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MY ANTONIA, An Empty Land with Hardships

Updated on April 16, 2012

Analysis of Jim's Character

The main theme of My Antonia is Jim Burden’s fascination with Antonia as she represents two things: first, she represents an alternative to his life as a middle-class boy. She breaks out of the boundaries of class and gender with seeming ease while he is constrained within them. Second, Antonia represents a close tie to the land. Jim loves the land, but is able to give it up for the successes of the city, while Antonia is happiest when closest to it.

It is the uniquely American desire to return to wilderness that fascinates Elizabeth Gilbert when examining the unique male identity portrayed in Eustace Conway. The American utopian communities of the 19th century America finds an expression in My Antonia as well as The Last American Man . Eustace Conway is a real character that fascinates Gilbert no more than readers of this work. He leaves his Comfortable American home at the young age of seventeen to move to into the Appalachian mountains and has continued to live there since.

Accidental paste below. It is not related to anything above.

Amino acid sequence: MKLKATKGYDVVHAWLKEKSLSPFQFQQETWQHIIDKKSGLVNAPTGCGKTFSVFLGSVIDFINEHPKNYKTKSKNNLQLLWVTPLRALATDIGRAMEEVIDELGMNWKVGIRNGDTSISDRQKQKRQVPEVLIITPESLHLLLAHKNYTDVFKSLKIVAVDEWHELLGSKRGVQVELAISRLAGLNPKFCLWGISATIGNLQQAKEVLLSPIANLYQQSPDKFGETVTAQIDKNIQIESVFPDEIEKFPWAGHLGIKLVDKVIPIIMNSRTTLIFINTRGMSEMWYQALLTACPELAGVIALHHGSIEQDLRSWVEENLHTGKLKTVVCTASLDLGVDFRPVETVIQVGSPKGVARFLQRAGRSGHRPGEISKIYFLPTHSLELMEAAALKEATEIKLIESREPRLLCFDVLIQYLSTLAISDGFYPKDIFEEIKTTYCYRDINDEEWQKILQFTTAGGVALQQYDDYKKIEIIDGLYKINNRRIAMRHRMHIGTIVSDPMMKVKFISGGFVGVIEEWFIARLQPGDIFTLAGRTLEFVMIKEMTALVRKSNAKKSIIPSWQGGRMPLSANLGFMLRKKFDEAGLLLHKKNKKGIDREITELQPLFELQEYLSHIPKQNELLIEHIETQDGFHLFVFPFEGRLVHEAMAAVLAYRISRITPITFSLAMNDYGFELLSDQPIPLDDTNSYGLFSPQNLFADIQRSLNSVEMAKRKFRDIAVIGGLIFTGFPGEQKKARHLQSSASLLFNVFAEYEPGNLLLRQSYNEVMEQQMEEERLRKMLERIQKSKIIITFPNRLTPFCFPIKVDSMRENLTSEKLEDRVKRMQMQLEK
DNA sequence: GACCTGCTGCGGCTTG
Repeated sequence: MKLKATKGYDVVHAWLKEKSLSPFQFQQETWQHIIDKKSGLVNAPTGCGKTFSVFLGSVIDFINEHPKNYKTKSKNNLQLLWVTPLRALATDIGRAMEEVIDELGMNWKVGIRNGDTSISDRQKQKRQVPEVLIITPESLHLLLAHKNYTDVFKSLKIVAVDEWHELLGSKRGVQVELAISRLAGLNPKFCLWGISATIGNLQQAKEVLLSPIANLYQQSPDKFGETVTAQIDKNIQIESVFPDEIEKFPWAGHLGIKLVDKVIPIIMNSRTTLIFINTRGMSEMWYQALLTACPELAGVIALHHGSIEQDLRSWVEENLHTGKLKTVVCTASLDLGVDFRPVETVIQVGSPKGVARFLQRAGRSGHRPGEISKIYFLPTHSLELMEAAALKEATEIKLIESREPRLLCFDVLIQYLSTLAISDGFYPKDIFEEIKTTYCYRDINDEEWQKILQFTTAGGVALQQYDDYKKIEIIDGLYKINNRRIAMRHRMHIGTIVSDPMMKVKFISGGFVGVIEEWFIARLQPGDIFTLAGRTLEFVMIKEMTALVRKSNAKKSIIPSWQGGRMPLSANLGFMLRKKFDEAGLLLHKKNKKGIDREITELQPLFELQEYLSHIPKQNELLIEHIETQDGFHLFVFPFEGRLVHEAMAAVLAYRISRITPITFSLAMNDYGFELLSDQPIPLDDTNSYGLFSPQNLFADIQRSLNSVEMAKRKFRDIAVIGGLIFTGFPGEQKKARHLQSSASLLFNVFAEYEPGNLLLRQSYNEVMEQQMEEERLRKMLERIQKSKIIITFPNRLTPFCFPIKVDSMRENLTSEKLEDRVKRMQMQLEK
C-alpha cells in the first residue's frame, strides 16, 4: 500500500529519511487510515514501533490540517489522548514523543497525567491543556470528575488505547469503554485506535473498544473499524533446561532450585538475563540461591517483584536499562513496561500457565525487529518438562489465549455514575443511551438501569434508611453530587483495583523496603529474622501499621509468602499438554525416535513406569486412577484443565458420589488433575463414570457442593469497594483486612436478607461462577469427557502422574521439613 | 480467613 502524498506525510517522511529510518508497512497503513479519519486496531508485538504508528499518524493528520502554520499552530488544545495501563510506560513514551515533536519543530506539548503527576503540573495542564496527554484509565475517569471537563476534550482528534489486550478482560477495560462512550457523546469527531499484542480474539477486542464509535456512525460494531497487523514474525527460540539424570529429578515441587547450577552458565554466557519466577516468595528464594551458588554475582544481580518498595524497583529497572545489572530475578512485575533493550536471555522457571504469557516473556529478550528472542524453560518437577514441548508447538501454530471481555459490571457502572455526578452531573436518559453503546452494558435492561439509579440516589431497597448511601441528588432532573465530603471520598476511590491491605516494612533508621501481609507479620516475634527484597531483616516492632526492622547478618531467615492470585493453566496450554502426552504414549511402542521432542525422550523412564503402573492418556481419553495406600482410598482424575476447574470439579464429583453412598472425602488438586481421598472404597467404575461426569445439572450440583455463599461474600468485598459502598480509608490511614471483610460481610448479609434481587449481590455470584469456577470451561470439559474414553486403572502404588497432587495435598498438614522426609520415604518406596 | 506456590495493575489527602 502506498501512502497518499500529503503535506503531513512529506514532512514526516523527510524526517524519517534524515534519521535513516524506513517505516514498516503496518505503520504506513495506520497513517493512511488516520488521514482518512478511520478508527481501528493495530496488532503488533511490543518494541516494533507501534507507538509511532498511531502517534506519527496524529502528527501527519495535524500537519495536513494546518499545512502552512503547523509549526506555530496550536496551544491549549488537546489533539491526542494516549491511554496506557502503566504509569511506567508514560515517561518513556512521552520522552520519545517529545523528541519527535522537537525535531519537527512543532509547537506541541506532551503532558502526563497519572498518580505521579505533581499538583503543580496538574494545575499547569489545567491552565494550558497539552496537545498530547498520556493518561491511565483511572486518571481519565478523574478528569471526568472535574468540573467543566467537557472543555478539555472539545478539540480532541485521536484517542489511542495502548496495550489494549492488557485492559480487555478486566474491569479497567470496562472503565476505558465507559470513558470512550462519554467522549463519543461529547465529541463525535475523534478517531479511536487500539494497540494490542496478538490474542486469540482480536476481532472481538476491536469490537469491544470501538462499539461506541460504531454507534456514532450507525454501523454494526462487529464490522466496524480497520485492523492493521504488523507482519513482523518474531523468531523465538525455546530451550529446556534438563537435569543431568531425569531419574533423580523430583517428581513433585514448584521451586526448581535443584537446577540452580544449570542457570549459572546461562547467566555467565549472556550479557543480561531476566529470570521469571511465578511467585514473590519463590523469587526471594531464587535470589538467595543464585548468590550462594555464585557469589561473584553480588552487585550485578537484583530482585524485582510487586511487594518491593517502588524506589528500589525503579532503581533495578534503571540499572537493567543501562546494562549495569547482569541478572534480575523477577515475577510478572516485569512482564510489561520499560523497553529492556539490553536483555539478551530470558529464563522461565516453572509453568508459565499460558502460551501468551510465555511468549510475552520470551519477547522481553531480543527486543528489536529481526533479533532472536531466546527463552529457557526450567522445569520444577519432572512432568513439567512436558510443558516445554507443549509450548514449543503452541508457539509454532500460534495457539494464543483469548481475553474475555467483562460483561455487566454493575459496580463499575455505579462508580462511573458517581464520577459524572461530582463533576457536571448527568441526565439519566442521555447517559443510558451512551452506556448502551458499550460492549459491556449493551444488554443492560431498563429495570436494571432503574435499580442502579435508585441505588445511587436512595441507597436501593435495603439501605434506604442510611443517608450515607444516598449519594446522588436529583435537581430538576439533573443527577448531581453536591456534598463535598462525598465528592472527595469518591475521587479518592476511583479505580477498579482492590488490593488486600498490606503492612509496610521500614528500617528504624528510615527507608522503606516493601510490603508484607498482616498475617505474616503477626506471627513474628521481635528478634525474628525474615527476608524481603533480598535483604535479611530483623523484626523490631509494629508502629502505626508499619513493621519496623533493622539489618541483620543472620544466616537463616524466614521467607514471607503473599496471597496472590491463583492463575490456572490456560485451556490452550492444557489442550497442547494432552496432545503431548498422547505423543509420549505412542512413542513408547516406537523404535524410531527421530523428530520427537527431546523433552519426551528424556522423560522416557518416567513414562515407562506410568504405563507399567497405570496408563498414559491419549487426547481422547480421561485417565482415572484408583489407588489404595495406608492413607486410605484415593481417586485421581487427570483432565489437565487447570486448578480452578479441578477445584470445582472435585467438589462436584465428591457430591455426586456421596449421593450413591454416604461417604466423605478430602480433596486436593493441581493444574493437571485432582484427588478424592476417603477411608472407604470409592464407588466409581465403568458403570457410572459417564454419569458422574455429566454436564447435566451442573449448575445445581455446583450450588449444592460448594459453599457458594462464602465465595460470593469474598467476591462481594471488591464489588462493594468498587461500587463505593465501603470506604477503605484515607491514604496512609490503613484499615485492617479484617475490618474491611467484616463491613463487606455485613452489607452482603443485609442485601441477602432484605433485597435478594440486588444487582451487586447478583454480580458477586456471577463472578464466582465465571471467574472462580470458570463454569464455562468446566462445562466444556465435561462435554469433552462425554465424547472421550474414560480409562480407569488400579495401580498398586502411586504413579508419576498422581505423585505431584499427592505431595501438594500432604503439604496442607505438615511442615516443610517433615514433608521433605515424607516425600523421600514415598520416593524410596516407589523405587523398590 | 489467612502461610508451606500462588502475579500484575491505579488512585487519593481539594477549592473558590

Jim, in My Antonia , an orphan feels “there was nothing but land: not a country at all, but the material out of which countries are made” (P-12). Jim and Antonia, while on train don’t feel at home in this land, that initially makes them feel “erased, blotted out”. Larry Donovan is happy to use and abandon Antonia, as a lower class immigrant girl. Although Shimerdas hated Krajjek, they clung to him because he was the only human being with whom they could communicate. Antonia and the others were immigrants and had to work to support their families. The town-girls considered themselves refined and hated the country girls. However, a better future, an American dream united the immigrants. “…America big country, much money, much land for my boys, much husband for my girls…”.

The tragedy in My Antonia follows from hardships faced by immigrants. The experiences of the Shimerda family and the “hired” girls could well be compared to the challenges faced by immigrants even today: language barriers, prejudice, harsh conditions are just a few among others. Some of the immigrants overcome these barriers while the others may not be so fortunate as can be found in the two characters—Lena Lingard and Antonia. Shortly after Christmas, Shimerda family experiences their misery compounded as tragedy strikes with the suicide of Mr. Shimerda. What follows next is an emotional funeral, their retreat into despair, and the Burdens’ struggle to be as accommodating as possible.


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